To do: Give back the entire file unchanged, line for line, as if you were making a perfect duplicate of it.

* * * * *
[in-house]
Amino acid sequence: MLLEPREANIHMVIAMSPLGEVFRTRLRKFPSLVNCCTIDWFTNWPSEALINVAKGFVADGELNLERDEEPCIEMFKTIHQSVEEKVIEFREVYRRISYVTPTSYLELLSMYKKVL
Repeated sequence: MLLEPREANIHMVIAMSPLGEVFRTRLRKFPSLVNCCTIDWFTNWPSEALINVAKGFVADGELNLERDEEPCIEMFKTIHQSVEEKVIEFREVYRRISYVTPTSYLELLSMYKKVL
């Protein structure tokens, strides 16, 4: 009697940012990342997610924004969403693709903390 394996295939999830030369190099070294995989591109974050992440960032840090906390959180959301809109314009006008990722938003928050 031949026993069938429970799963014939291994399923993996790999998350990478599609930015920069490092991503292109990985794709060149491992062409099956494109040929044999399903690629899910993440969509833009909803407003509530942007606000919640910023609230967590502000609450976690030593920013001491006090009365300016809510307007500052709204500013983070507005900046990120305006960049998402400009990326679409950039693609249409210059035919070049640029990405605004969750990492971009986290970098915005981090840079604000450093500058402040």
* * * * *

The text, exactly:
[in-house]
Amino acid sequence: MLLEPREANIHMVIAMSPLGEVFRTRLRKFPSLVNCCTIDWFTNWPSEALINVAKGFVADGELNLERDEEPCIEMFKTIHQSVEEKVIEFREVYRRISYVTPTSYLELLSMYKKVL
Repeated sequence: MLLEPREANIHMVIAMSPLGEVFRTRLRKFPSLVNCCTIDWFTNWPSEALINVAKGFVADGELNLERDEEPCIEMFKTIHQSVEEKVIEFREVYRRISYVTPTSYLELLSMYKKVL
């Protein structure tokens, strides 16, 4: 009697940012990342997610924004969403693709903390 394996295939999830030369190099070294995989591109974050992440960032840090906390959180959301809109314009006008990722938003928050 031949026993069938429970799963014939291994399923993996790999998350990478599609930015920069490092991503292109990985794709060149491992062409099956494109040929044999399903690629899910993440969509833009909803407003509530942007606000919640910023609230967590502000609450976690030593920013001491006090009365300016809510307007500052709204500013983070507005900046990120305006960049998402400009990326679409950039693609249409210059035919070049640029990405605004969750990492971009986290970098915005981090840079604000450093500058402040």